Professors have said that the Ellison Medical Foundation, founded by Oracle CEO Lawrence J. Ellison, is in discussions with the University about funding the research of HIGH, led by Salstonall Professor of Public Policy Christopher J.L. Murray.
Andelot Professor of Demography Allan G. Hill, who teaches in the Department of Population and International Health at SPH, said that the Ellison grant is expected to fund at least five professorships in demographics distributed across the different schools of the University.
“That discussion isn’t over yet as to where they will fall,” Hill said.
University President Lawrence H. Summers would not comment on the specifics of the grant Monday, saying that the details remained unsettled.
In an interview with the San Francisco Chronicle last week, Ellison said he met with Summers on March 16 and that he plans a major partnership with Harvard in the near future.
“There’s going to be a big announcement with Harvard very soon about a large database and journal we’re starting, basically assessing how government and private foundations do in measuring improvements to world health,” Ellison said on May 8.
Ellison could not be reached for comment yesterday. Murray is travelling this week and also could not be reached for comment.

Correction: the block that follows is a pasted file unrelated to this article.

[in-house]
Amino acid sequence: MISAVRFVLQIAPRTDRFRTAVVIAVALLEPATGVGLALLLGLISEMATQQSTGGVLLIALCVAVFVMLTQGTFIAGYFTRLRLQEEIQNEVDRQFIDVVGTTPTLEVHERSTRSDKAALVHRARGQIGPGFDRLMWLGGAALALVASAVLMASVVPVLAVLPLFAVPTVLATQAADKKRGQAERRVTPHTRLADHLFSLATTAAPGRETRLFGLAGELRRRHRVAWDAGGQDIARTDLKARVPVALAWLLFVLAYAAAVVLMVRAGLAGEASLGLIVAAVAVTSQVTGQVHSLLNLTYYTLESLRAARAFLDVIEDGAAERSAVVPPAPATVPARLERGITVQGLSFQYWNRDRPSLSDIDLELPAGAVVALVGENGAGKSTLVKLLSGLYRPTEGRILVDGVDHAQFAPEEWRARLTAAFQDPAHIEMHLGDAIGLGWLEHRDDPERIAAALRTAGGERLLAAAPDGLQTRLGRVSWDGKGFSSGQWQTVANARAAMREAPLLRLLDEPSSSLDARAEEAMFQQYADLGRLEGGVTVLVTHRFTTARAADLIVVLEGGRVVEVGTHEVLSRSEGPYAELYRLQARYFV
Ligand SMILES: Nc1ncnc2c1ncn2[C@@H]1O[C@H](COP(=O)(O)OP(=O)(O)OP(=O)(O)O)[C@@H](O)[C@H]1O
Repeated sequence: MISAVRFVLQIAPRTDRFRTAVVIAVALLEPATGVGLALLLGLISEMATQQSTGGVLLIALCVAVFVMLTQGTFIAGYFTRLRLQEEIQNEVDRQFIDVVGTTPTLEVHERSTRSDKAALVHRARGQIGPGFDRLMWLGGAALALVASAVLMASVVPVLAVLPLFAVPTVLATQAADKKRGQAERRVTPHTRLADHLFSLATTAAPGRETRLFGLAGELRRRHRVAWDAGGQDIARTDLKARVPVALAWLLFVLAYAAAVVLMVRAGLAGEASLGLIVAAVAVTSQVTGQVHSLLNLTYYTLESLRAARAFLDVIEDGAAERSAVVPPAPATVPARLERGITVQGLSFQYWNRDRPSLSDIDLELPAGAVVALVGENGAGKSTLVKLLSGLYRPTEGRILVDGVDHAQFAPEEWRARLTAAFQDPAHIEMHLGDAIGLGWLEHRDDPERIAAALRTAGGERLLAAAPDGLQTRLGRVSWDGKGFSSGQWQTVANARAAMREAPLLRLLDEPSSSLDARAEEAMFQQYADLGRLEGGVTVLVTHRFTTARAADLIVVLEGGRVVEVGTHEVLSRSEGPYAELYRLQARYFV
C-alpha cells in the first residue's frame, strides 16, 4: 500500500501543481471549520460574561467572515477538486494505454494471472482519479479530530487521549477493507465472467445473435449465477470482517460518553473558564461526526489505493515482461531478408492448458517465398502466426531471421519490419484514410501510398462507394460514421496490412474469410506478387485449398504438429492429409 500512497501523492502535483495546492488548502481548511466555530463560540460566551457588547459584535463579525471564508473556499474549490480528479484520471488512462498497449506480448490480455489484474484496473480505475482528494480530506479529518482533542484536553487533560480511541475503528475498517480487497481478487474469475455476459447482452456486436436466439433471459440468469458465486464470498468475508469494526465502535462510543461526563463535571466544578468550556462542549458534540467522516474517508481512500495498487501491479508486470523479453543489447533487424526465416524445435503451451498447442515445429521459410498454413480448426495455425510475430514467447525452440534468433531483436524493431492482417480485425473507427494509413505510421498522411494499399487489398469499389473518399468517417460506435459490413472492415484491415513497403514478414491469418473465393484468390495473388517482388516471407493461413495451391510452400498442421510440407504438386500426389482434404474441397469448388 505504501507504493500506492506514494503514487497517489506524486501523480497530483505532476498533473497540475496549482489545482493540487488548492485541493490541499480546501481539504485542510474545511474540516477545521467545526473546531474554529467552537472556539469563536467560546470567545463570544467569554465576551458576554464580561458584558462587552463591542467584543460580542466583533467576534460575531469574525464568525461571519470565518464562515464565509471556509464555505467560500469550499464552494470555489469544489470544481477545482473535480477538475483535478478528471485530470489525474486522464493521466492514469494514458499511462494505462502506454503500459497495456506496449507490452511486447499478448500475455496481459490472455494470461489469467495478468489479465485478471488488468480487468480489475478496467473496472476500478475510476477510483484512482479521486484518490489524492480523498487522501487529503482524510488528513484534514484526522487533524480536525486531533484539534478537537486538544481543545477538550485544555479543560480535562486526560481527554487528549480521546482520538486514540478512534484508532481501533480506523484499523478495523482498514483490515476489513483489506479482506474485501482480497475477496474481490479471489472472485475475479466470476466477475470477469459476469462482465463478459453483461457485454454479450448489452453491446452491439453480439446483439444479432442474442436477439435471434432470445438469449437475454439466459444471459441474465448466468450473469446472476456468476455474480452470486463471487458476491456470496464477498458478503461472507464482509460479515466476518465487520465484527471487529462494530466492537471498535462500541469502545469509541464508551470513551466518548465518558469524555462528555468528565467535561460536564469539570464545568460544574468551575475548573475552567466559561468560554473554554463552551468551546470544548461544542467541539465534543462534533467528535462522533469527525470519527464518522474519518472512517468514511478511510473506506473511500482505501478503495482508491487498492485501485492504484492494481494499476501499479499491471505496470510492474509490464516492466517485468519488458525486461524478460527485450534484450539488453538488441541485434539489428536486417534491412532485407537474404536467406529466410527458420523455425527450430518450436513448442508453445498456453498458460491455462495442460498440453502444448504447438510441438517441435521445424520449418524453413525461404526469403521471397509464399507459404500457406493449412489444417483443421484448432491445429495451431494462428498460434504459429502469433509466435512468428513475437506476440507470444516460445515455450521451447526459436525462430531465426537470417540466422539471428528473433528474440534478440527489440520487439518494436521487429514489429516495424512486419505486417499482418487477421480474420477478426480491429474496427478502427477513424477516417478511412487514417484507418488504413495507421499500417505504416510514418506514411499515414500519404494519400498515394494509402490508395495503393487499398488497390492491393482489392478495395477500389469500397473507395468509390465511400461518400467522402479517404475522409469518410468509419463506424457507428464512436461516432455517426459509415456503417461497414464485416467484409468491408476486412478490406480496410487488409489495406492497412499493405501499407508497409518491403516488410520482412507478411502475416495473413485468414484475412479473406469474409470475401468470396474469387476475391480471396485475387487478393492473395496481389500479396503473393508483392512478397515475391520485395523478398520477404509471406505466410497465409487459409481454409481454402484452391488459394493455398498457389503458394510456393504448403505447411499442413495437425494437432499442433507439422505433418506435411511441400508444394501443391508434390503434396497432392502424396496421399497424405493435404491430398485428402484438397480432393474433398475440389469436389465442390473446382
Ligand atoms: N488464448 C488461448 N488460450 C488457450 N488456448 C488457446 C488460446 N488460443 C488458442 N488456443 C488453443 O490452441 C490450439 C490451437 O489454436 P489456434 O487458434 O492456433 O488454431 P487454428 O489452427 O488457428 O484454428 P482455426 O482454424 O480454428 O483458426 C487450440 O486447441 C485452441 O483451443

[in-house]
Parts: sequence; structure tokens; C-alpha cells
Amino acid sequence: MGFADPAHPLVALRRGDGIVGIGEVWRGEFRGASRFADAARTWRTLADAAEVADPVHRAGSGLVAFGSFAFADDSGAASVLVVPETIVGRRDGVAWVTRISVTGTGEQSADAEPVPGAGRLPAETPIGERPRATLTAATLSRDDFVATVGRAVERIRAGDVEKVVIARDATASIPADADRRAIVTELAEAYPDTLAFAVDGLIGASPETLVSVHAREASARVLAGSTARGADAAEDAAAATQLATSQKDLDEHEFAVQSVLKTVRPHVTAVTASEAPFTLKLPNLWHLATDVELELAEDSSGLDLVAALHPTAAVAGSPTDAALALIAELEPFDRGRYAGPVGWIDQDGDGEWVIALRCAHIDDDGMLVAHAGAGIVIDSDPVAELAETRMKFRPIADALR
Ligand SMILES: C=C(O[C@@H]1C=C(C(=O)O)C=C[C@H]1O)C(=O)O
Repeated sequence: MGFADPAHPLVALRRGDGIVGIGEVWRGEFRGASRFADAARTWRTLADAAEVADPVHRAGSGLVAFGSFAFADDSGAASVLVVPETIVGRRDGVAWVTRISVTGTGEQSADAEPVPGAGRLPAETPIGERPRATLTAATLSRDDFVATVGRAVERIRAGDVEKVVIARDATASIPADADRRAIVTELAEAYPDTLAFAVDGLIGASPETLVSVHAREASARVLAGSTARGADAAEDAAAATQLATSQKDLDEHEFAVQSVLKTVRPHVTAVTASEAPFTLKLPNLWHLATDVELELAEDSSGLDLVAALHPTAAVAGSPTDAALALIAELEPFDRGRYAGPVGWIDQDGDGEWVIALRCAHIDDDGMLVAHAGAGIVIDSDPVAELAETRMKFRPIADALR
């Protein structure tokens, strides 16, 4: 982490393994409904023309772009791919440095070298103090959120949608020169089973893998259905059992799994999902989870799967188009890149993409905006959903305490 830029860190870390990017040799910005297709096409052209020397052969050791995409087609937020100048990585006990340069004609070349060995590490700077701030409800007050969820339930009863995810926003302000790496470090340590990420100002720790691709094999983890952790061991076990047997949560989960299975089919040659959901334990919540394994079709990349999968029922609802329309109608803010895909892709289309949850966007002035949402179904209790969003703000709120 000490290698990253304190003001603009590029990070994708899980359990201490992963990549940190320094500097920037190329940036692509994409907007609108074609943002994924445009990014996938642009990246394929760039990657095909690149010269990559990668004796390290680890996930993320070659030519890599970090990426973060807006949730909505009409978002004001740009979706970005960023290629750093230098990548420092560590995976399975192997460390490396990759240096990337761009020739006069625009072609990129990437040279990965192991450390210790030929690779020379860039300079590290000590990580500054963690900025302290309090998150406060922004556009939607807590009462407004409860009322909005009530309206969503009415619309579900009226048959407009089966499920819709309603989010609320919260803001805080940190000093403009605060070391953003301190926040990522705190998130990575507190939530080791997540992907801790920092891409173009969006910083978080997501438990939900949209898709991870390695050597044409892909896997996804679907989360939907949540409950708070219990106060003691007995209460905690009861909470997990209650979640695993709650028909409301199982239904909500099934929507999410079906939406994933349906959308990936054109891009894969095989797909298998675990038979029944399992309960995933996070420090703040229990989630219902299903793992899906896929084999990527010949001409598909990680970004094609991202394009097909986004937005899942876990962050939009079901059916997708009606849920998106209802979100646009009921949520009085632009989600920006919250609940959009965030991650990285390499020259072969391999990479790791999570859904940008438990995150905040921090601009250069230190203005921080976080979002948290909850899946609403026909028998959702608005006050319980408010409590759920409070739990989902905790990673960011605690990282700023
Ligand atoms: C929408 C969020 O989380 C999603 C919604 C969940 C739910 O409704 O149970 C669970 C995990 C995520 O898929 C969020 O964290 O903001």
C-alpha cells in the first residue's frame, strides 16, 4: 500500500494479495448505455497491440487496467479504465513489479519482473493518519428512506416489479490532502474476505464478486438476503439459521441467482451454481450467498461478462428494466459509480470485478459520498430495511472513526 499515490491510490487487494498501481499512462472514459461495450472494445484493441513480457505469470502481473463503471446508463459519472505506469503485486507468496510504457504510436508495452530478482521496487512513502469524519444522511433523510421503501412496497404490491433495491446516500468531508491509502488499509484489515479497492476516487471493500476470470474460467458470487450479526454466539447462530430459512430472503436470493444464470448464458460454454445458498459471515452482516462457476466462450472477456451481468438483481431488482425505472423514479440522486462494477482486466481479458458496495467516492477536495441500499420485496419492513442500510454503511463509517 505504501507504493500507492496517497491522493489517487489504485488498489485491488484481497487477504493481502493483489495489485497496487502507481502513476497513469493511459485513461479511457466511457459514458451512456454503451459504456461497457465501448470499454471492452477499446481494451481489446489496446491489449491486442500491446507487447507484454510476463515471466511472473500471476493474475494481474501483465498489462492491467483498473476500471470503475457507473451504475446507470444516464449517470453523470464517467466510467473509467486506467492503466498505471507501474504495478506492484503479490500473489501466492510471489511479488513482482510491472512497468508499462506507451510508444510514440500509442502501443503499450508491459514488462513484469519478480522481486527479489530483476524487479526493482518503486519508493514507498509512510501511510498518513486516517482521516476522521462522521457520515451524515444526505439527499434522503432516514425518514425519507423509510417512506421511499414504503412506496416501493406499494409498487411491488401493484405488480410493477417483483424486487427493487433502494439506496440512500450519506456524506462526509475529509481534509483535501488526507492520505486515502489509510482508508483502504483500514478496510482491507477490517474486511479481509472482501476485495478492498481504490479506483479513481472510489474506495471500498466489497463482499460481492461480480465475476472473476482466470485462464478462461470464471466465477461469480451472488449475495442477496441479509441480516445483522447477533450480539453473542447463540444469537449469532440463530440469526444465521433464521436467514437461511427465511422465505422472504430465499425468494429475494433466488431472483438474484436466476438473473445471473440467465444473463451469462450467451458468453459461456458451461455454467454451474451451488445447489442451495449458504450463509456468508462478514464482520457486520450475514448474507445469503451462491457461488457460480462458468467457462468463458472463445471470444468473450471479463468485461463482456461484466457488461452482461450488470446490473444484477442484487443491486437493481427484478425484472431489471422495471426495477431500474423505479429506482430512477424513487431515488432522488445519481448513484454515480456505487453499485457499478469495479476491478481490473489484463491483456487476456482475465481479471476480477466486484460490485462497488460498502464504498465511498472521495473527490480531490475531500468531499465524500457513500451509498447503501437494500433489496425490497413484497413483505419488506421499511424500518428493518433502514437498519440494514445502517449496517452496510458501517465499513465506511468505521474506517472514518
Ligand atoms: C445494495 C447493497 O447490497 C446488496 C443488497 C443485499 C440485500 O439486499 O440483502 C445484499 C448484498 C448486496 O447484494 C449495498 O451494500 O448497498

The global health initiative, which officially opened its doors last October, has recently been expanded to include the SPH-based Center for Population and Development Studies, which Hill and others say will receive some of the Ellison grant funding.
The center will be folded into HIGH on July 1, angering students and the center’s director, Takemi Professor of International Health Policy Michael R. Reich, who says he was not consulted on the decision. Reich will be replaced by Murray.
A letter was released April 29 by the Provost’s office to center affiliates and SPH administrators announcing the leadership change.
One professor, who wished to remain anonymous because the topic is sensitive, said professors affiliated with the center are concerned about the process that led to the administrative changes. The professor questioned whether Murray, whose global health initiative is set to expand thanks to the Ellison grant, will be able to devote adequate attention to the center.
“I think that a lot of people from around the University feel like they have a stake in the center and would like to have had some open discussion about its future mission,” the professor said. “Obviously the character of the director will have a great influence on the center. Given that Murray is running an empire, can he manage the center in addition?...We know that he’s superman, but this is quite an addition.”
Nathan J. Heard, a second-year doctoral student in the Department for Population and International Health and a Spiegelman Fellow at the center, said that students who study and do research through the center were not consulted on the changes.